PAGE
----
Whenever I interview CAS students one aspect of their reflections that stands out is that much learning derives from projects. And most frequently that learning involves working and collaborating with peers and adults from other schools in a district, or even from other states, counties and countries. Whenever a CAS student steps up to lead a project then that learning is accelerated and accentuated especially if any project team members are based in a different location. Separation can make it hard to collaborate.

From ProjectManager.com here’s a list of 5 tips that help solve collaboration problems.

#1: Don’t rely on email
: It’s tempting to rely on email when you have a team split across several locations. Email makes it easy to copy everyone in and it is fast. But it isn’t an effective way to collaborate.

Inboxes get very full and it often becomes difficult to follow the thread of a conversation. Make it a rule on your team that once you’ve hit 7 emails in a chain you use another way of getting in touch with each other.

#2: Use collaboration tools: 
There are lots of tools that are better than email for collaboration. For example, the chat feature in ProjectManager.com makes it easy to have real-time conversations with other team members, wherever they are based. You can also host discussions and share files, which are all key to building good working relationships with your colleagues.

Make sure that everyone knows how to use the collaboration tools. It’s best to choose tools that are intuitive and don’t take much training, if any, so everyone can start using them immediately. This also makes it a lot easier for anyone new joining the team as there is no learning curve.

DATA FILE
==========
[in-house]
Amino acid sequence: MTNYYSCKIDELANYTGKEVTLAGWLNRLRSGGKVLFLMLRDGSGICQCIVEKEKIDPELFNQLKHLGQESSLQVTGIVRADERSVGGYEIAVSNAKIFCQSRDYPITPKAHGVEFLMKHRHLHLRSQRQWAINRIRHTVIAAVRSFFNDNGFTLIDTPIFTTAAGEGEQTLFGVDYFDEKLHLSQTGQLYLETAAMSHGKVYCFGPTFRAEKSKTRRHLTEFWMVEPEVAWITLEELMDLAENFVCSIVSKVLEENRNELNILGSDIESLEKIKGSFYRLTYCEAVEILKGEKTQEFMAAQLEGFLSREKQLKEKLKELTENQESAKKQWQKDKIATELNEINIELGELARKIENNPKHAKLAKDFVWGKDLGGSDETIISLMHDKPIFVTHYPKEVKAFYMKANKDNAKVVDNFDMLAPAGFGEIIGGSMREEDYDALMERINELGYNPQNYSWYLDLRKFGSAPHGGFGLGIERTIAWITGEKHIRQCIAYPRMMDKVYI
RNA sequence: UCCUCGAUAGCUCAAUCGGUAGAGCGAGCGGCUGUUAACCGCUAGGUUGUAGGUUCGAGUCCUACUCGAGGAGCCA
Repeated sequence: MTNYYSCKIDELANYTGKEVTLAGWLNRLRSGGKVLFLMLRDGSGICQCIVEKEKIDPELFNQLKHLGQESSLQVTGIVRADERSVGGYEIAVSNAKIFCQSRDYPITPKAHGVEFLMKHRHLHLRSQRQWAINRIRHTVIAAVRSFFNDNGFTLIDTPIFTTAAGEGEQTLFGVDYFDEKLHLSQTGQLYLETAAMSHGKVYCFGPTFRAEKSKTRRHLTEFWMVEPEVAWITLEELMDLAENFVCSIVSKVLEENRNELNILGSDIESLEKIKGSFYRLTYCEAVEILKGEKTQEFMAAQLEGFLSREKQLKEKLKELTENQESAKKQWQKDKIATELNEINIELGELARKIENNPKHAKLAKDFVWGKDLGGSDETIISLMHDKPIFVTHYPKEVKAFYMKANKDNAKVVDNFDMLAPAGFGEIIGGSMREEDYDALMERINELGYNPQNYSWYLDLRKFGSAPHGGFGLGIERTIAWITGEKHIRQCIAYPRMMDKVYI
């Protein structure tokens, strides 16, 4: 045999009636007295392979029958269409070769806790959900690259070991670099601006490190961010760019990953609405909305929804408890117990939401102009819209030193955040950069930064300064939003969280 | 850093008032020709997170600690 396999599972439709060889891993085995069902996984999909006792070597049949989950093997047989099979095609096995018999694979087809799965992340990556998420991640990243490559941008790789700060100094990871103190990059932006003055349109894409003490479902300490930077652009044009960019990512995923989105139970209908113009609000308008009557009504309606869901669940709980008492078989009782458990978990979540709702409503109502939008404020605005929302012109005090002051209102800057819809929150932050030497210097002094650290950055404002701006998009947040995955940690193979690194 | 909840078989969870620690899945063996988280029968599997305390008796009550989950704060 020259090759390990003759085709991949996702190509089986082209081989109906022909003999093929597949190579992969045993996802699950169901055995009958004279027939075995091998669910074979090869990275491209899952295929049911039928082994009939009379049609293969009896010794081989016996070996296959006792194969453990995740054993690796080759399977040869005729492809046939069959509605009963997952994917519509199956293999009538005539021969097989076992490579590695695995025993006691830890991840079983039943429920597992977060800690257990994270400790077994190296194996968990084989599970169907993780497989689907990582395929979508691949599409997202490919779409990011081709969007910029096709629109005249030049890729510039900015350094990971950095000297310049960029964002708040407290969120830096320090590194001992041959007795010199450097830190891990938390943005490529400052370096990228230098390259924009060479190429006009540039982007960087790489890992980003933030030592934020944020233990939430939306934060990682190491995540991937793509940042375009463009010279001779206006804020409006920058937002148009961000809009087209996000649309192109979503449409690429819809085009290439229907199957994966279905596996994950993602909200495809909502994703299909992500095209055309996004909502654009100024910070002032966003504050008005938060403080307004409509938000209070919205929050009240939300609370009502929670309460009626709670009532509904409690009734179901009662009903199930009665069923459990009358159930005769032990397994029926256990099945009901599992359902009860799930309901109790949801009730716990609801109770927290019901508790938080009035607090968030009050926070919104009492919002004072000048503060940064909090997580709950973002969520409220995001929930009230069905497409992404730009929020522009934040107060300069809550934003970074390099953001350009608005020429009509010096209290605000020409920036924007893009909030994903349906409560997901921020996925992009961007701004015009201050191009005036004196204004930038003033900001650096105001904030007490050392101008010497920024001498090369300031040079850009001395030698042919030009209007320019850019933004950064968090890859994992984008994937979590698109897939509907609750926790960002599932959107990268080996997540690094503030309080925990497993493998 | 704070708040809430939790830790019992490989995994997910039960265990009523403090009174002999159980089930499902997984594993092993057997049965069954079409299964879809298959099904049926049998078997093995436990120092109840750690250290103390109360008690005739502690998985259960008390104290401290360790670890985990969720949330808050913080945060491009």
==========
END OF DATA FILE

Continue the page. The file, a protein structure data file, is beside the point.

#3: ‘Meet’ regularly: 
It might not be possible to meet face-to-face, but you can make plans to meet up virtually on a regular basis. Schedule weekly conference calls, webinars or collaboration sessions where you can discuss progress and what needs to happen next on the project.

If you can get everyone together once or twice during the project then try to do so. This is particularly important at the start and towards the delivery phase of the project and can really help build trust in the team.

#4: Make it easy to chat
: You might want to know what’s going on, but don’t force your team members to communicate through you. If you insist that they run all communication through you, you’ll quickly become a bottleneck and it will actually be harder to collaborate. Let them chat to each other. Use other methods, like status updates and meetings, to find out the latest news instead of trying to funnel all the team’s communication through you.

Trust them to make the right decisions and to let you know if anything important comes up that should be escalated to you.

#5: Make it fun: 
It’s hard working with people that you can’t see and don’t get the chance to meet up with. Many virtual teams find it easy to collaborate with each other once they have been doing it for a while, but at the start it can be challenging. So make it fun! Share photos of each other at work or of the tasks you are working on. Upload videos to your online file storage. Host a quiz with the discussion feature of your software and give out virtual prizes. There are lots of ways that you can make it fun to be part of your project team; you just have to get creative!